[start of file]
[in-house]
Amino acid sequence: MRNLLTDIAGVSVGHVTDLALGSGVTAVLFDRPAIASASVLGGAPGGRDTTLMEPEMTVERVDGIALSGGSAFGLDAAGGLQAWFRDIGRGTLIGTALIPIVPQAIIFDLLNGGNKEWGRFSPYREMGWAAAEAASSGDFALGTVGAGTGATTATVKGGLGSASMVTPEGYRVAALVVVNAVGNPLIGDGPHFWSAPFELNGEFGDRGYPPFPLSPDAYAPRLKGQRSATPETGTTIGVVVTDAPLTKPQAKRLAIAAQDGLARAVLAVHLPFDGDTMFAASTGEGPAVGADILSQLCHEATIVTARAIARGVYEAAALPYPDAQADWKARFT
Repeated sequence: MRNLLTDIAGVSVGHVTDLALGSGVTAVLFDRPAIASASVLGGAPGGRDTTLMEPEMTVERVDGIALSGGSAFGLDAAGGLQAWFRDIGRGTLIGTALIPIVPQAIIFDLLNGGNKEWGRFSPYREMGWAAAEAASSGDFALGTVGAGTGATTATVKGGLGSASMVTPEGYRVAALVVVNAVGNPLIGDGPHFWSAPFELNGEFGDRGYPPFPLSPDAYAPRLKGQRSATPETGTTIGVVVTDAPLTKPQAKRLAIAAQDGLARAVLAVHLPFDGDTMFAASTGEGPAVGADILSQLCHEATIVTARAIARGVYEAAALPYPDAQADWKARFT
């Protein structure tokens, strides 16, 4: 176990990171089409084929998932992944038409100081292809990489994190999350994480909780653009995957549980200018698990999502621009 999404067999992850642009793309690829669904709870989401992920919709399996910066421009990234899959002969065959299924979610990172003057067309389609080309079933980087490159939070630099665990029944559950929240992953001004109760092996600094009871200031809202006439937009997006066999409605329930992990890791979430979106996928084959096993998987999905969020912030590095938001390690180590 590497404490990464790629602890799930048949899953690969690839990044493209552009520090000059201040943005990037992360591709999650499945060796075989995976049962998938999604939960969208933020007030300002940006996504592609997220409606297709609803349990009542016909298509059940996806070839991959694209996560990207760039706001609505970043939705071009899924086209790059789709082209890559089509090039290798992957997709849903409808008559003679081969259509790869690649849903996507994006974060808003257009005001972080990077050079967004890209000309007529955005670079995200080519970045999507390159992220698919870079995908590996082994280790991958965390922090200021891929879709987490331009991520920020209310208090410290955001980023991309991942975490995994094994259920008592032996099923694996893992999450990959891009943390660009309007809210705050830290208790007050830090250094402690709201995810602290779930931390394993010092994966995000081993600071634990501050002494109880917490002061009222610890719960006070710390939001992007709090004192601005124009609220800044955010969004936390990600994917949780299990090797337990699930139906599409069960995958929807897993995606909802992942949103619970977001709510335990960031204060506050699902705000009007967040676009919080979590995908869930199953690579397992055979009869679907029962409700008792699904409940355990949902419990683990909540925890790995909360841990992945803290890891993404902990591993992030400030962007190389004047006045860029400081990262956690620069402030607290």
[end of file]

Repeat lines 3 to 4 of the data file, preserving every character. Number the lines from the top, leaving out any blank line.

Repeated sequence: MRNLLTDIAGVSVGHVTDLALGSGVTAVLFDRPAIASASVLGGAPGGRDTTLMEPEMTVERVDGIALSGGSAFGLDAAGGLQAWFRDIGRGTLIGTALIPIVPQAIIFDLLNGGNKEWGRFSPYREMGWAAAEAASSGDFALGTVGAGTGATTATVKGGLGSASMVTPEGYRVAALVVVNAVGNPLIGDGPHFWSAPFELNGEFGDRGYPPFPLSPDAYAPRLKGQRSATPETGTTIGVVVTDAPLTKPQAKRLAIAAQDGLARAVLAVHLPFDGDTMFAASTGEGPAVGADILSQLCHEATIVTARAIARGVYEAAALPYPDAQADWKARFT
């Protein structure tokens, strides 16, 4: 176990990171089409084929998932992944038409100081292809990489994190999350994480909780653009995957549980200018698990999502621009 999404067999992850642009793309690829669904709870989401992920919709399996910066421009990234899959002969065959299924979610990172003057067309389609080309079933980087490159939070630099665990029944559950929240992953001004109760092996600094009871200031809202006439937009997006066999409605329930992990890791979430979106996928084959096993998987999905969020912030590095938001390690180590 590497404490990464790629602890799930048949899953690969690839990044493209552009520090000059201040943005990037992360591709999650499945060796075989995976049962998938999604939960969208933020007030300002940006996504592609997220409606297709609803349990009542016909298509059940996806070839991959694209996560990207760039706001609505970043939705071009899924086209790059789709082209890559089509090039290798992957997709849903409808008559003679081969259509790869690649849903996507994006974060808003257009005001972080990077050079967004890209000309007529955005670079995200080519970045999507390159992220698919870079995908590996082994280790991958965390922090200021891929879709987490331009991520920020209310208090410290955001980023991309991942975490995994094994259920008592032996099923694996893992999450990959891009943390660009309007809210705050830290208790007050830090250094402690709201995810602290779930931390394993010092994966995000081993600071634990501050002494109880917490002061009222610890719960006070710390939001992007709090004192601005124009609220800044955010969004936390990600994917949780299990090797337990699930139906599409069960995958929807897993995606909802992942949103619970977001709510335990960031204060506050699902705000009007967040676009919080979590995908869930199953690579397992055979009869679907029962409700008792699904409940355990949902419990683990909540925890790995909360841990992945803290890891993404902990591993992030400030962007190389004047006045860029400081990262956690620069402030607290």